So in short. When the player who is in turn can't make a move. It is a stalemate. And a stalemate is a draw.

----------------------------------
That actually makes a lot of sense. Thanks, I've been that one wrong for years then.


Tá suil agam go bhuil tú go maith!



Arsebiscuits!!!!!
Thistleboy1980 user not visiting Queenzone.com
You wanna ring the bell?
Thistleboy1980
Deity: 3056 posts
add to buddy list send PM

Posted: 07 Sep 11, 10:14 Edit this post Reply to this post Reply with Quote

My mrs, who taught our nephew (who is now his high school champion), has confirmed FriedChicken's view, but has also pointed out that all my pieces have his king in check and he cannot move out of it.  Surely that's the point?  Now I'm even more confused :(


It ain't about how hard you can hit, it's about how hard you can get hit: how much you can take and keep moving forward. That's how winning is done!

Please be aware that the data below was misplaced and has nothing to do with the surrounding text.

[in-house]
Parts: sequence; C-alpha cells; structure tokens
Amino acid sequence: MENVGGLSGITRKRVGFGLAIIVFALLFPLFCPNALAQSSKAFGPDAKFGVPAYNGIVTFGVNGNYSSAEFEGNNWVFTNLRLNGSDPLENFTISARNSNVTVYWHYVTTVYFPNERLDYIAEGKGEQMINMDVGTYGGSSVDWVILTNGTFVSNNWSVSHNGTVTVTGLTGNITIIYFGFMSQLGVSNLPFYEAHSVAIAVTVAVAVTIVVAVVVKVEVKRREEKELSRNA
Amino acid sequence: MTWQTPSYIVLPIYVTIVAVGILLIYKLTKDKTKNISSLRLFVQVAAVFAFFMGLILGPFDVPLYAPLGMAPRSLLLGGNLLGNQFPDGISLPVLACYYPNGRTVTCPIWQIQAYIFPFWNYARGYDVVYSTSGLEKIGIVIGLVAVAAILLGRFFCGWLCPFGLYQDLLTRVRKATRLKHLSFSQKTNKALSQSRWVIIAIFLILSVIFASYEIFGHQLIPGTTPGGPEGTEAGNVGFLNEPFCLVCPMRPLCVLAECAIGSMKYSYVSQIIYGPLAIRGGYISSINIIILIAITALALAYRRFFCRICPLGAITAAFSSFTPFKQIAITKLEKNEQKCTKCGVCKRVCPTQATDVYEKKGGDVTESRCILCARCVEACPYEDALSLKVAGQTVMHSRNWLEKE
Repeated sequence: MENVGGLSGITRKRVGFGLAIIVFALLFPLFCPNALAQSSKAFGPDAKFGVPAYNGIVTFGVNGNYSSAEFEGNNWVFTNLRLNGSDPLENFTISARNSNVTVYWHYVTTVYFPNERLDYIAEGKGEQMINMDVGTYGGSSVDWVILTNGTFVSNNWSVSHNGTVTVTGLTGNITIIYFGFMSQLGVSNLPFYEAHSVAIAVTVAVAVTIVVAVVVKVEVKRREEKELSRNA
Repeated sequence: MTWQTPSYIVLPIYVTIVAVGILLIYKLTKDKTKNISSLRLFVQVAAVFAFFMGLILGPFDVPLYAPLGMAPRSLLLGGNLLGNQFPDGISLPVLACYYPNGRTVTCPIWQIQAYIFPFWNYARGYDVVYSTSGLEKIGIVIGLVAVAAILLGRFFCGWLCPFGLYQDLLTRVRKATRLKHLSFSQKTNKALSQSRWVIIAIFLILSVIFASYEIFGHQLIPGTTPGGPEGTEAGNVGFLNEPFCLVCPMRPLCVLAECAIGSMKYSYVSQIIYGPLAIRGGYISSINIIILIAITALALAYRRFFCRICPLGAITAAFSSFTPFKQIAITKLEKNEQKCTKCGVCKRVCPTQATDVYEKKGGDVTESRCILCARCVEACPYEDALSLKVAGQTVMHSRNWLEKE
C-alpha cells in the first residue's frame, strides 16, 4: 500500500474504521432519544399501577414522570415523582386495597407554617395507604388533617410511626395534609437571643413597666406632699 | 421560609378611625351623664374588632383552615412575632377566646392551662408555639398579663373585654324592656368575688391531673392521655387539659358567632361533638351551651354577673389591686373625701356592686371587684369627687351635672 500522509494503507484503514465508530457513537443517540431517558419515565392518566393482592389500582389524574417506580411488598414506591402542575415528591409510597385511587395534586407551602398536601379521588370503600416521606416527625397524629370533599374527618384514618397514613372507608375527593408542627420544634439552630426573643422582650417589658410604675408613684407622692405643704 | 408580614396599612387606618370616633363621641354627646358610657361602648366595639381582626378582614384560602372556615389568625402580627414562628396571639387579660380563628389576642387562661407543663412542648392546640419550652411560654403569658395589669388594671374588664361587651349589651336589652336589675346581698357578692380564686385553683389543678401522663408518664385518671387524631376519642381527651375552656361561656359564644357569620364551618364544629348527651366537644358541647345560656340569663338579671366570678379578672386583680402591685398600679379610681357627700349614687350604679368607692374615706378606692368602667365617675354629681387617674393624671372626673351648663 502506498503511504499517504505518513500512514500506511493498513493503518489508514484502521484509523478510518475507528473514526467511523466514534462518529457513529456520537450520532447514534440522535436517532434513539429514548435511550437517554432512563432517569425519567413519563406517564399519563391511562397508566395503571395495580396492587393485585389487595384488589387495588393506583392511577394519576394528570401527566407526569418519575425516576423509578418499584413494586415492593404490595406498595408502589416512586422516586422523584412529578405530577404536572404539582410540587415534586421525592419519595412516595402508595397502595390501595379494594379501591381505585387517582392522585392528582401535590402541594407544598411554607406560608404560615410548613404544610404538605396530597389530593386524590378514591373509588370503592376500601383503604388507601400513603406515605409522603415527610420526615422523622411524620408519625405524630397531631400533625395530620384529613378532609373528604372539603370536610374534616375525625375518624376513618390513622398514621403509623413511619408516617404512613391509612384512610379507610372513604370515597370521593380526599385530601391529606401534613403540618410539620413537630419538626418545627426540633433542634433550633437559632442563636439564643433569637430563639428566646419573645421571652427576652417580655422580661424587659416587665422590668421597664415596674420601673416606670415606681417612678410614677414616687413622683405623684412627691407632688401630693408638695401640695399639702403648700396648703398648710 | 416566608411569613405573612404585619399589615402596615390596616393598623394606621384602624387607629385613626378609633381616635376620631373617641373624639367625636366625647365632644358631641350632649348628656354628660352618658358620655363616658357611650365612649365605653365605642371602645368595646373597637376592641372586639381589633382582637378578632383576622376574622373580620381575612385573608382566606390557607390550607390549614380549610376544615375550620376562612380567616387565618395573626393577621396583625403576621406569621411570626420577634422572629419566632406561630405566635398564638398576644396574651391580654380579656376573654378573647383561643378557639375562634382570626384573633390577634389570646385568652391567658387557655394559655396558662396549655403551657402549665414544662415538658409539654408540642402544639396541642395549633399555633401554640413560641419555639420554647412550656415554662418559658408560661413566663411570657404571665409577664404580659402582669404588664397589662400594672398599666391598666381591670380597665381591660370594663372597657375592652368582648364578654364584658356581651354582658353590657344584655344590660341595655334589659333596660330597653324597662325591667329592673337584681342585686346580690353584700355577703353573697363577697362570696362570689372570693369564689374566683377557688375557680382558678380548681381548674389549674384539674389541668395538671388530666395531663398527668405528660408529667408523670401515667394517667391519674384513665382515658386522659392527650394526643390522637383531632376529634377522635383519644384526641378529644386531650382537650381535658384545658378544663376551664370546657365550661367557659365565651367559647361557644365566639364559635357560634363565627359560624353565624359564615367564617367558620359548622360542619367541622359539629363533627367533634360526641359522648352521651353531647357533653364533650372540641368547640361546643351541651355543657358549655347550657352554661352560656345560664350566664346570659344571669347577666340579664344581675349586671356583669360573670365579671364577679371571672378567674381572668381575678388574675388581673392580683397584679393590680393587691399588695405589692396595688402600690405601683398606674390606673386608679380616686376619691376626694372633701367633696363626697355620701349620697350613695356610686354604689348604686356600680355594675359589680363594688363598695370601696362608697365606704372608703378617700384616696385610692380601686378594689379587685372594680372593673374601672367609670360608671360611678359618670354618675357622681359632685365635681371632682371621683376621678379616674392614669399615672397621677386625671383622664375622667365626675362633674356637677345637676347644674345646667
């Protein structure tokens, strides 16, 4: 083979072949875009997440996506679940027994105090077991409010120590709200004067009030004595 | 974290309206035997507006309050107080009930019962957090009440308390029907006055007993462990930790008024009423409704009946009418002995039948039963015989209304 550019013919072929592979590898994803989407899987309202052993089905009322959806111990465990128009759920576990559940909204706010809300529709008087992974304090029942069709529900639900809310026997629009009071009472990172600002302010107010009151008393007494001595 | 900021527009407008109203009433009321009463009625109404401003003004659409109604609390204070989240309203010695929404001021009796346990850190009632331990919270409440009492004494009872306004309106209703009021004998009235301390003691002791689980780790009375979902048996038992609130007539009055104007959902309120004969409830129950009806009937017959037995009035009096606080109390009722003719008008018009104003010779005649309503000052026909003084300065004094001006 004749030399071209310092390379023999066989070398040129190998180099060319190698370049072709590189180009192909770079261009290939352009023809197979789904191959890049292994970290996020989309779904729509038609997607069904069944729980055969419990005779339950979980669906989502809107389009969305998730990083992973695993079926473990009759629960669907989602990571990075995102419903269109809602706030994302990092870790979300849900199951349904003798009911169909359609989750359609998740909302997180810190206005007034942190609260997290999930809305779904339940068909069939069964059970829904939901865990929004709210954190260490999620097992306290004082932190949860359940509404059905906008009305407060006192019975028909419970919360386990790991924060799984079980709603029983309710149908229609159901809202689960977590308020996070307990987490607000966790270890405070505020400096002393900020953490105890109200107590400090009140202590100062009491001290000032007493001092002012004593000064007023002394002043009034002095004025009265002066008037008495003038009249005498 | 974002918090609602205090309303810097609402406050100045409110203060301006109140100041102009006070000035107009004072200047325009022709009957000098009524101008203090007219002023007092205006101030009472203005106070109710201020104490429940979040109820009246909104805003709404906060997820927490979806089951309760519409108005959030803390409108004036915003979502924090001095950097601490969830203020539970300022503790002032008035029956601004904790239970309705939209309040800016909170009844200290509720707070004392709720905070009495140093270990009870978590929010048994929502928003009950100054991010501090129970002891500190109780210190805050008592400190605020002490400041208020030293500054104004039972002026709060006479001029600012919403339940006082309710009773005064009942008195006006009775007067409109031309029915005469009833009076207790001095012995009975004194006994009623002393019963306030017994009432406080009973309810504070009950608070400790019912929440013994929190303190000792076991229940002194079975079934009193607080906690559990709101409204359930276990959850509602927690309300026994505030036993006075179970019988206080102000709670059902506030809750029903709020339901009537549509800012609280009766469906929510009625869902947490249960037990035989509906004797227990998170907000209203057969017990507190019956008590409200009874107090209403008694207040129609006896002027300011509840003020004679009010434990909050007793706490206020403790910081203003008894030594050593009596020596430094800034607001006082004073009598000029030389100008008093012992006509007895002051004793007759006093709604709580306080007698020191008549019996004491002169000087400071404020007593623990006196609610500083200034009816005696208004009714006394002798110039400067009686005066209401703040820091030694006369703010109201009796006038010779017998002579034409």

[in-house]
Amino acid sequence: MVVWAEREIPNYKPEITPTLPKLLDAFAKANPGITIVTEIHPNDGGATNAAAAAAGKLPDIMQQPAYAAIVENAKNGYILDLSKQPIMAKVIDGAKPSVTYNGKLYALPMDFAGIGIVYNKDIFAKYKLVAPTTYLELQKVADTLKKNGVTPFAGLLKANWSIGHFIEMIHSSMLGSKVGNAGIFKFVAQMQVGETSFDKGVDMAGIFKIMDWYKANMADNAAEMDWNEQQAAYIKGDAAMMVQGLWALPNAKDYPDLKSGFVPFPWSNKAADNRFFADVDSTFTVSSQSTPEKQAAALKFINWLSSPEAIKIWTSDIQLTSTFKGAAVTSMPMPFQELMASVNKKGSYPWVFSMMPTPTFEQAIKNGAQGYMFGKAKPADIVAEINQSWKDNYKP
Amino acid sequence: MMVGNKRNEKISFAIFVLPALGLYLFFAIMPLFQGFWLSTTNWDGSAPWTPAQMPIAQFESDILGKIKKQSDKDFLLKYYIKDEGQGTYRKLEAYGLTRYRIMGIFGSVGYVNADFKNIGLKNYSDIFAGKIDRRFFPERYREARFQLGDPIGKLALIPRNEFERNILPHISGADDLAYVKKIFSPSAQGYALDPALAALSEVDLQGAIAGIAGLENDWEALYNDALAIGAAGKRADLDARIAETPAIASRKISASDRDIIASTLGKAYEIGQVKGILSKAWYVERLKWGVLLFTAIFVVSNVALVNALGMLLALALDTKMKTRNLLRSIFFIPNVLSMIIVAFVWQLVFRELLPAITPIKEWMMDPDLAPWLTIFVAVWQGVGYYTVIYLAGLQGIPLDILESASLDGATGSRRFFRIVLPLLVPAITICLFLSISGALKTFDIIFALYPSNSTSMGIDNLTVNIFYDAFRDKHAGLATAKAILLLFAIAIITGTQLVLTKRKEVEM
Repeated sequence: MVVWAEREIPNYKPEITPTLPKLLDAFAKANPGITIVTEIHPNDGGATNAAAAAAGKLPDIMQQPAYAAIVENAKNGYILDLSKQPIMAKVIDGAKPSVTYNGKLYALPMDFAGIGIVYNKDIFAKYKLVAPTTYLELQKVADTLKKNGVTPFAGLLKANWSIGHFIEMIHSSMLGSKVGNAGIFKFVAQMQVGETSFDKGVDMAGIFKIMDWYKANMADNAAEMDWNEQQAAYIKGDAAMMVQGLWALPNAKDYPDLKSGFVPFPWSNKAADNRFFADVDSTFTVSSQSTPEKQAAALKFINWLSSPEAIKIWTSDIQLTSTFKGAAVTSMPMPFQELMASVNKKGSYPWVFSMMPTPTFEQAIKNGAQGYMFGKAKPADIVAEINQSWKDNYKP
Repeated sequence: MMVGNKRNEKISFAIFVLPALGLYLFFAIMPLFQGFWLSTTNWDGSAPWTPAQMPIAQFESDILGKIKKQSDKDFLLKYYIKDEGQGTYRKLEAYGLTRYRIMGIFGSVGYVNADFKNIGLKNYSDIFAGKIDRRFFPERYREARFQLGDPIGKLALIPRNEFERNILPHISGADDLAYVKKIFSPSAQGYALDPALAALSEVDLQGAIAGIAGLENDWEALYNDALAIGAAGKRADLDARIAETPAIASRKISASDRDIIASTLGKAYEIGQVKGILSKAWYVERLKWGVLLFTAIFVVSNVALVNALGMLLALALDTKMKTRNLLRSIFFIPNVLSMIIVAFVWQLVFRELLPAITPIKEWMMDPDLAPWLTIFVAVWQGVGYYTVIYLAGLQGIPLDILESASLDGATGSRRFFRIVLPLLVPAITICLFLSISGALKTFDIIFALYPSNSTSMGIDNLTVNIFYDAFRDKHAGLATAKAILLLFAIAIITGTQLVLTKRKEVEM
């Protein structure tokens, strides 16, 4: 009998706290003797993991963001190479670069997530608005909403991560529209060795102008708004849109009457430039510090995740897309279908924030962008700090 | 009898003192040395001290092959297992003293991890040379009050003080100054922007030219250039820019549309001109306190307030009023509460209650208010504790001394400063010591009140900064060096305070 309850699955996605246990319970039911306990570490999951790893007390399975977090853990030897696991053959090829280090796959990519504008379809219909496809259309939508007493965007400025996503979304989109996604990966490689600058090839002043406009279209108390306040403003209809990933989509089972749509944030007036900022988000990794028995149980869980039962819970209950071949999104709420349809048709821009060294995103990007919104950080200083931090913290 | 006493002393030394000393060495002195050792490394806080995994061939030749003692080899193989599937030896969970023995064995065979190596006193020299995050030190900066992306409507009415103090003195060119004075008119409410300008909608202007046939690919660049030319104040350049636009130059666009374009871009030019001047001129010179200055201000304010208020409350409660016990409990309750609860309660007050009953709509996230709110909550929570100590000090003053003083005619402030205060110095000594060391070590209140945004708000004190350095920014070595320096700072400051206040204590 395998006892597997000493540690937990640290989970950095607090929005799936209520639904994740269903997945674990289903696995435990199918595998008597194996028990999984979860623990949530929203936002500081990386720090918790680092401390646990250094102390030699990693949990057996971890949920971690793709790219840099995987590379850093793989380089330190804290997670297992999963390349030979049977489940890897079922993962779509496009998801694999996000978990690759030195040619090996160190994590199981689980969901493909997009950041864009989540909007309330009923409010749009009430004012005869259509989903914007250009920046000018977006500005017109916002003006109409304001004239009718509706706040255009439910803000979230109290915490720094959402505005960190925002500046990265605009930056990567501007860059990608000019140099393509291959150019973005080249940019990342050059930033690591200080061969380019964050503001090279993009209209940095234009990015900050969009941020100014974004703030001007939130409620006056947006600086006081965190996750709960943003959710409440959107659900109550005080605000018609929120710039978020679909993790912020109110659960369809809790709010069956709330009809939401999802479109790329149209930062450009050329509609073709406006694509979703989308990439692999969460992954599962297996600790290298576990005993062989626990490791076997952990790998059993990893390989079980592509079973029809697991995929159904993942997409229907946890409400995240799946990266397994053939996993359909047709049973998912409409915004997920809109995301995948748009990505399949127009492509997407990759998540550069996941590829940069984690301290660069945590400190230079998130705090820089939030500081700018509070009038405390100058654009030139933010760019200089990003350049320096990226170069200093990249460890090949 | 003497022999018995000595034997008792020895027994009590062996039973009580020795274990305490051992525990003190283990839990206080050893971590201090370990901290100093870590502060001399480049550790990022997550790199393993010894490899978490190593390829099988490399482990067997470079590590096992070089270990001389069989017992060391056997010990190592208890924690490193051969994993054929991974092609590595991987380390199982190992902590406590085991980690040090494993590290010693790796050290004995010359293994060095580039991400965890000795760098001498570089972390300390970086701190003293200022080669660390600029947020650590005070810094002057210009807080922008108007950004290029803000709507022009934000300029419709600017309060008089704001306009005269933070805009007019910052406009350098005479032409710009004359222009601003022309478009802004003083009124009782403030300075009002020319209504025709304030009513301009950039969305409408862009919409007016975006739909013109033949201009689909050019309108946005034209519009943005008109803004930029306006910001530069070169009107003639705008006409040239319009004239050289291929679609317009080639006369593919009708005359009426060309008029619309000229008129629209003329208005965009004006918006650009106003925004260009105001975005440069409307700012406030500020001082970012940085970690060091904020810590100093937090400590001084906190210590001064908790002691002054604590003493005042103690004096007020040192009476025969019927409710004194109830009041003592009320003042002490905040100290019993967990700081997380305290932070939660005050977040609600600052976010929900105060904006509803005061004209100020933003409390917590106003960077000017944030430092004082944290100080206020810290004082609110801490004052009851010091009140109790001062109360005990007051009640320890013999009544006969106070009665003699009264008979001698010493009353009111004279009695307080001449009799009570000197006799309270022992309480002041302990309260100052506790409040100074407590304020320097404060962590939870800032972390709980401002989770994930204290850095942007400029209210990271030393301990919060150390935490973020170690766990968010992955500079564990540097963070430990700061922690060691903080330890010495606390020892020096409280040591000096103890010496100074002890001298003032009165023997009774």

Thistleboy1980 user not visiting Queenzone.com
You wanna ring the bell?
Thistleboy1980
Deity: 3056 posts
add to buddy list send PM

Posted: 07 Sep 11, 18:46 Edit this post Reply to this post Reply with Quote

Forget that lol - she's just actually looked at the picture and told me that the king is not in check yet, so I screwed myself over....now I actuallu do understand :)  Thanks again everybody!!!


It ain't about how hard you can hit, it's about how hard you can get hit: how much you can take and keep moving forward. That's how winning is done!